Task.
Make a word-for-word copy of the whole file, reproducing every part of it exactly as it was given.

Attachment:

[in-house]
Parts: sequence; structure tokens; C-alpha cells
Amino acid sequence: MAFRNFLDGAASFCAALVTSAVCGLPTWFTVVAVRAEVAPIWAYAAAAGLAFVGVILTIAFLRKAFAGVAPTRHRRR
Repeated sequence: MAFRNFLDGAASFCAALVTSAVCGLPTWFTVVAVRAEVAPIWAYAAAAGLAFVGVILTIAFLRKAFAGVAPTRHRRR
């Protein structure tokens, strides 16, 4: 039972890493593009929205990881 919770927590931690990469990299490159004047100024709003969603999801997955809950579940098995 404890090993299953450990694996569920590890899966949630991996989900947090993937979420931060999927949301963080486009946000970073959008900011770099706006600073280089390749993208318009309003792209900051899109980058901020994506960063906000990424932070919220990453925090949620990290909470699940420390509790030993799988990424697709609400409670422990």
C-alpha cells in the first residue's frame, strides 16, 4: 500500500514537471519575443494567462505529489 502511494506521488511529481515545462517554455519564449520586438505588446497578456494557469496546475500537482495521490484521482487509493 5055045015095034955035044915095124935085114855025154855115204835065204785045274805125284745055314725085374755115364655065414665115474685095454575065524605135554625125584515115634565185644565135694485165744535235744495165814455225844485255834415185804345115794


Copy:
[in-house]
Parts: sequence; structure tokens; C-alpha cells
Amino acid sequence: MAFRNFLDGAASFCAALVTSAVCGLPTWFTVVAVRAEVAPIWAYAAAAGLAFVGVILTIAFLRKAFAGVAPTRHRRR
Repeated sequence: MAFRNFLDGAASFCAALVTSAVCGLPTWFTVVAVRAEVAPIWAYAAAAGLAFVGVILTIAFLRKAFAGVAPTRHRRR
């Protein structure tokens, strides 16, 4: 039972890493593009929205990881 919770927590931690990469990299490159004047100024709003969603999801997955809950579940098995 404890090993299953450990694996569920590890899966949630991996989900947090993937979420931060999927949301963080486009946000970073959008900011770099706006600073280089390749993208318009309003792209900051899109980058901020994506960063906000990424932070919220990453925090949620990290909470699940420390509790030993799988990424697709609400409670422990």
C-alpha cells in the first residue's frame, strides 16, 4: 500500500514537471519575443494567462505529489 502511494506521488511529481515545462517554455519564449520586438505588446497578456494557469496546475500537482495521490484521482487509493 5055045015095034955035044915095124935085114855025154855115204835065204785045274805125284745055314725085374755115364655065414665115474685095454575065524605135554625125584515115634565185644565135694485165744535235744495165814455225844485255834415185804345115794